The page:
Since I am following the Weightwatchers program, I am getting a little bored with the same vegetables again and again. And veggies are a HUGE part of what I eat, so I'm counting on this book to help me "veg" in new directions!

Tuesday, December 15, 2009

Soup of the Week - "Cole Slaw" Soup

I got around to taking a picture of my "Soup of the Week" ingredients last Sunday, but never got the blog done - so here it is. The soup is all but gone after daily lunches, and it was one of my better efforts to date. So I'll try to recall what I did to make it - as it's a definite "doagain".

This weeks ingredients were:

1 package Manischewitz Vegetable Soup Mix with mushrooms
2 leeks (white part - well washed and chopped up
medium onion - chopped
3 cloves garlic - chopped

cauliflower - chopped - about a cup
broccoli - chopped - about a cup and 1/2
3 stalks celery- chopped
3 carrots - sliced
1 rutabaga - cut into 1/2'' cubes
1/2 bag of cole slaw mix
1/4 cup chopped dill - loosely chopped
Mrs. Dash Seasoning
Freshly ground pepper
2 bay leaves
1 container vegetable broth (only because the soup vegetables outgrew the amount of water I used.)

My starter was a package of "Manischewitz" Vegetable Soup mix which contains some dried peas, lima beans and barley along with some noodles and seasonings.


1. Bring 8 cups of water to a boil and add the packaged peas and bean mixture. Reserve the seasoning package to the end of the cooking time. (These need at least 2 hours to simmer.)

2. Add the chopped onions and the following seasonings to the soup pot: Mrs Dash, dill, freshly ground pepper, marjoram .

3. Saute the vegetables in a large skillet. When the soup has simmered for about an hour, add the vegetables and continue cooking. (Here's where the vegetables I prepared outgrew the amount of water I used, so I added a container of vegetable stock. I wish I had saved the packaging of the one I used, as it was excellent. It was in a light green box, purchased at Superstore, and had the words "Tastes like homemade" on the package. It was much lower in salt than most of the other vegetable stocks I have bought, so I will definitely buy this one again.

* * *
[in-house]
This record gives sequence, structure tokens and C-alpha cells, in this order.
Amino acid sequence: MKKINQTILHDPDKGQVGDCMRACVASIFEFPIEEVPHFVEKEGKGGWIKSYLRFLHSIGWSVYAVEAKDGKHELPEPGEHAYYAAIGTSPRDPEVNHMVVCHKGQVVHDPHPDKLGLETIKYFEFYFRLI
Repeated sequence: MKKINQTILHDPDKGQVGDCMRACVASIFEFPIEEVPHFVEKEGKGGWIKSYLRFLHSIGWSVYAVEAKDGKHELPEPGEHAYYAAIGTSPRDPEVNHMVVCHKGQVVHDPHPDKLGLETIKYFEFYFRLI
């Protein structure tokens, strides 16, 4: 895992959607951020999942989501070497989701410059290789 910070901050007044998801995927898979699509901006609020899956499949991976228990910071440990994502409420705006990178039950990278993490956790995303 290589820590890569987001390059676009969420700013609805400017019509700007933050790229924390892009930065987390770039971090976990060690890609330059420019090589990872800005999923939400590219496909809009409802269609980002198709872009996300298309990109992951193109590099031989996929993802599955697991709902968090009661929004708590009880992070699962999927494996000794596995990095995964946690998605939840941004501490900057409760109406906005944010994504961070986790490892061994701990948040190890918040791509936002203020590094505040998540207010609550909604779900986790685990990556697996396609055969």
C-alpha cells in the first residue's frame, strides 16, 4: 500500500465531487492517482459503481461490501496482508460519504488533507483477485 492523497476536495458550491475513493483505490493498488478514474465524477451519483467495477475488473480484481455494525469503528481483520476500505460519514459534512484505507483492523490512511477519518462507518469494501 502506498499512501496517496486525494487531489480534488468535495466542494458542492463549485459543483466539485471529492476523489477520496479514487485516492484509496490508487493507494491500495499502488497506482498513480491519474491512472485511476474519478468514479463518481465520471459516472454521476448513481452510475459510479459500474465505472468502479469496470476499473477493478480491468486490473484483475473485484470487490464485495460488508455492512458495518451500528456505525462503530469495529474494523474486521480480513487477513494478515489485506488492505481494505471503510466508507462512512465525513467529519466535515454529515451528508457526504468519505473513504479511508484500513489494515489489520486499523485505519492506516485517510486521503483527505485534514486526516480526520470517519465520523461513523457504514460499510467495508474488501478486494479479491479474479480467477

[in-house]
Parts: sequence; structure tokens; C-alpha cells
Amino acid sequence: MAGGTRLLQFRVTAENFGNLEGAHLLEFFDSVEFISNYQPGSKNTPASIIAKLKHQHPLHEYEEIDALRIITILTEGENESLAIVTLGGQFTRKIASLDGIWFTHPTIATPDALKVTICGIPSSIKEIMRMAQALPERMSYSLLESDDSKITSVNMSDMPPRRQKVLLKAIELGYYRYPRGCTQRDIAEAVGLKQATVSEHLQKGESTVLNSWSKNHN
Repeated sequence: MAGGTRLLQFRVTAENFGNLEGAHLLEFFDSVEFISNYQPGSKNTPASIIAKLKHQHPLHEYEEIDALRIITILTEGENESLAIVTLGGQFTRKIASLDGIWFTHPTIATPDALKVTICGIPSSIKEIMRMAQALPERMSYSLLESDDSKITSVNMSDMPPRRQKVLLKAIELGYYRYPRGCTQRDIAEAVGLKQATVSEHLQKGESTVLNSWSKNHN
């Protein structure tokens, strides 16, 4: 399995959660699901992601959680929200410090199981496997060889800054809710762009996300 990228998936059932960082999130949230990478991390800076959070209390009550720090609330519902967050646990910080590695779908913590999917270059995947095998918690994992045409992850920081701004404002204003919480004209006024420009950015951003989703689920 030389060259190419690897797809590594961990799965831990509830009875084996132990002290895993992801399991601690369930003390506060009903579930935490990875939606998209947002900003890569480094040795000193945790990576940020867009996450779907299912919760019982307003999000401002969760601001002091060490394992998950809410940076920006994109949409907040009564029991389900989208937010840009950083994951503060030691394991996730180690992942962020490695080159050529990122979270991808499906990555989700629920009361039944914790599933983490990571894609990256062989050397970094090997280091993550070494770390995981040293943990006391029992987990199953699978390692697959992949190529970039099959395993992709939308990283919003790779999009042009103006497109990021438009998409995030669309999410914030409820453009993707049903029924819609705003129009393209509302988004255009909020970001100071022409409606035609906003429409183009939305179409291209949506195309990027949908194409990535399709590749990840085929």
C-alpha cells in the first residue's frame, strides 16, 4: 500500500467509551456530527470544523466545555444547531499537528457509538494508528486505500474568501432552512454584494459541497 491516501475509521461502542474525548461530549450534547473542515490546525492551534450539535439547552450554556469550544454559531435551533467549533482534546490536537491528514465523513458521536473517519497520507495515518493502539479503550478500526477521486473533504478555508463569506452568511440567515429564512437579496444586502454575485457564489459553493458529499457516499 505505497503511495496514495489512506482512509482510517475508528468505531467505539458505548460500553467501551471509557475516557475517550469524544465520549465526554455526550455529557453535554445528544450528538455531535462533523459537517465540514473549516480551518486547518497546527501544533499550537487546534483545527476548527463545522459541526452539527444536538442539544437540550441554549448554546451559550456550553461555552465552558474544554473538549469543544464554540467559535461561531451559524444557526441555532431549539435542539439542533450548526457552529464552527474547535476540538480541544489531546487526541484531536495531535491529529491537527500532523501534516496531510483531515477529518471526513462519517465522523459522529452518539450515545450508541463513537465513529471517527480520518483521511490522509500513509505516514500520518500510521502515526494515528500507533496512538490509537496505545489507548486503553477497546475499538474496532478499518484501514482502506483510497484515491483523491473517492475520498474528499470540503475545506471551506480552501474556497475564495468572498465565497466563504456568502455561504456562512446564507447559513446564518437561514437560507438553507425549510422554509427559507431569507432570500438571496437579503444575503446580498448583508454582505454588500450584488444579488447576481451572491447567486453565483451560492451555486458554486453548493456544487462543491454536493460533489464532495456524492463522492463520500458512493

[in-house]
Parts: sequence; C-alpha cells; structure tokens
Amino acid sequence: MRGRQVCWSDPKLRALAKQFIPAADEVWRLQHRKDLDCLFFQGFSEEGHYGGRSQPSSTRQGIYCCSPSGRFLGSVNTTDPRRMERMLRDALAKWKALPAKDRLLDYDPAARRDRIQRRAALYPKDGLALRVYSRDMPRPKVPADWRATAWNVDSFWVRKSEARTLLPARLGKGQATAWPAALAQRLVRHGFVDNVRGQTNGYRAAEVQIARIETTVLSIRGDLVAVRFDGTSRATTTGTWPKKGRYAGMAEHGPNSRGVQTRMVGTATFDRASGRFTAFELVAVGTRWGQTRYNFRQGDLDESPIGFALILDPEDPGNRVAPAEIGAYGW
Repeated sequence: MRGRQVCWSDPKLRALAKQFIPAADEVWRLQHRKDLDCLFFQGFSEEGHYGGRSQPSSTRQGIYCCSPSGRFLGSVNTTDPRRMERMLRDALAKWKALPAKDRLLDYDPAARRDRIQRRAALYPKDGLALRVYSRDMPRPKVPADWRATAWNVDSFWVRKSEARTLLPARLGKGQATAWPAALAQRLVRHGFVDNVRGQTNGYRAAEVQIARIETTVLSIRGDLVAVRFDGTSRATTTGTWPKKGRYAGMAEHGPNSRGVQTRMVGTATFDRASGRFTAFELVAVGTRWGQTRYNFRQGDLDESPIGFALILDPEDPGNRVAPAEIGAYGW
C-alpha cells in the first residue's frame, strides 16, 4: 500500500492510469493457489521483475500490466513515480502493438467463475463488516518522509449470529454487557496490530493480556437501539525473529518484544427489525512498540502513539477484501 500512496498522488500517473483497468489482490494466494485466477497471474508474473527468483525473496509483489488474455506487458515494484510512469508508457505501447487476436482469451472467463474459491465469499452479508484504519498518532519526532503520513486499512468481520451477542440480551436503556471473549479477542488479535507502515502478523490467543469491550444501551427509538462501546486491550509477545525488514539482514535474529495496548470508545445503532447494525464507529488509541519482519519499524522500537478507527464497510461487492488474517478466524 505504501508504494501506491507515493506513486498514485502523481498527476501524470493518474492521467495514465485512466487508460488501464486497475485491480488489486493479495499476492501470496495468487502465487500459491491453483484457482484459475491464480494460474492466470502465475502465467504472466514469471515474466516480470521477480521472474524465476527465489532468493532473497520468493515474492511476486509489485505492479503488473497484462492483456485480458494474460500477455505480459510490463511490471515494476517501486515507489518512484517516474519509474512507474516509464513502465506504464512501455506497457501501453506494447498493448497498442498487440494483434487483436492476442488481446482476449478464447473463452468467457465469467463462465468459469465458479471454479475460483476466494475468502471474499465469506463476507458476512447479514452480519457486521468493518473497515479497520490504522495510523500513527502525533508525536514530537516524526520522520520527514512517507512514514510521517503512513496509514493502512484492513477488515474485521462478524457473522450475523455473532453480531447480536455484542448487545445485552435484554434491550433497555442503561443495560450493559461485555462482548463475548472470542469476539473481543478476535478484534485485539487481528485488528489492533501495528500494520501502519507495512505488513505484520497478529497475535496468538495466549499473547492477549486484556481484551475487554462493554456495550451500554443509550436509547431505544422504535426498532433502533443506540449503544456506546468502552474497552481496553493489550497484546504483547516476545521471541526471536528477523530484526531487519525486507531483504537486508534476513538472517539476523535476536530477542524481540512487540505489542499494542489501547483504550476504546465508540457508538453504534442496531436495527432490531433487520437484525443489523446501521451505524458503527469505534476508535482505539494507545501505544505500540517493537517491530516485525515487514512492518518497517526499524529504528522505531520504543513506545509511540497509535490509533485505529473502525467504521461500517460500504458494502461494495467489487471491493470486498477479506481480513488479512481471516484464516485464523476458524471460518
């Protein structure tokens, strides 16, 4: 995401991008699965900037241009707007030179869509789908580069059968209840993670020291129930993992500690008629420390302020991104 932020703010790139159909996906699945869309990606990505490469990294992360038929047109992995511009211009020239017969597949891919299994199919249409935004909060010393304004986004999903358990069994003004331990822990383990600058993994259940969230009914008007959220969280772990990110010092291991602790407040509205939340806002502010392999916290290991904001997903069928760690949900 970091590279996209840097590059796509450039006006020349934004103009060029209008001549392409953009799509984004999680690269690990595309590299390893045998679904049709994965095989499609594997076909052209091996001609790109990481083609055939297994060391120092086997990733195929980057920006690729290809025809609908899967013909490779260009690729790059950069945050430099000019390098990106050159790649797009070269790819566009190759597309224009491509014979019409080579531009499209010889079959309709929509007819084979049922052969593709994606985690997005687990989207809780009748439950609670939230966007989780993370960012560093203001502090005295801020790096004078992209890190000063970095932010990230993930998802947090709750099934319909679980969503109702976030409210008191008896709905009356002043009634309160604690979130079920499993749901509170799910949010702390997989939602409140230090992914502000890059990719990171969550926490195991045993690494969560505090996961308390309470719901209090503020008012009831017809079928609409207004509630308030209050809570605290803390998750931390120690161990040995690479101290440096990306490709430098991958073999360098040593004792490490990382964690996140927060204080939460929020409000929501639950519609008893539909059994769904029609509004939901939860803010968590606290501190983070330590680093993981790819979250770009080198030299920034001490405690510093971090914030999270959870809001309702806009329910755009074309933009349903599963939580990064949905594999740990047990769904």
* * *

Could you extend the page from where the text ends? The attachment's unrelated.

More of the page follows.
4. Toward the end of the cooking time, add the seasoning and noodle flavour package from the soup mix.

The Verdict - It was robust, nicely seasoned and tasty. Even DH (Mr. I don't like soup) ate it, and it got a great review from a friend who had lunch with us one day.

I ended up with about 16 cups of soup, so that figured to less than 1 WeightWatcher point per cup, so I counted it as 1 point anyway. It was a great filling food!

I'm not sure why, but a hot soup at lunch seems to fill and hold me so much better than a salad.

Saturday, December 12, 2009

Banana Blueberry Blog

As usual, I had a couple bananas rapidly turning black on the counter. I refused to add them to the ever-growing black banana collection in my freezer, so muffins seemed like a good idea.

I used one of my new Diabetes Cookbooks: Complete Canadian Diabetes Cookbook, edited by Katherine E. Younker, and once again made what I thought were weightwatcher and diabetes friendlier substitutions. I lowered the fat by using applesauce and only 1 tbsp. oil, and subbed Splenda for the sugar.
This is my version of
Blueberry Banana Muffins
2 bananas, pureed
1/2 cup Splenda
1/3 cup applesauce
1 tbsp veg. oil
1 egg
1 tsp. vanilla
1 cup whole wheat flour
1 tsp. baking powder
1 tsp. baking soda
1/3 cup yogurt (I used a 100 g. fruit yogurt)
1/2 c. blueberries (fresh or frozen)
1. Combine pureed banana, Splenda, applesauce, veg.oil, egg and vanilla in a large bowl and mix well.
2. Add the dry ingredients into the bowl, followed by the yogurt. Stir in well, and add the blueberries.
3. Drop batter into muffin cups that have been sprayed with Pam, or lined with paper liners. This recipe makes 12 med. sized muffins.
4. Bake at 375 for approximately 20 minutes - until tops are firm to the touch.
By my calculation of the combined ingredients points values, each muffin works out to 1-1/2 points on my Weightwatcher program.
The verdict - Pretty good for a low (almost no) fat muffin. They are certainly sweet enough.
A good low point snack!

Sunday, December 6, 2009

Classic Beef Stew with Mushrooms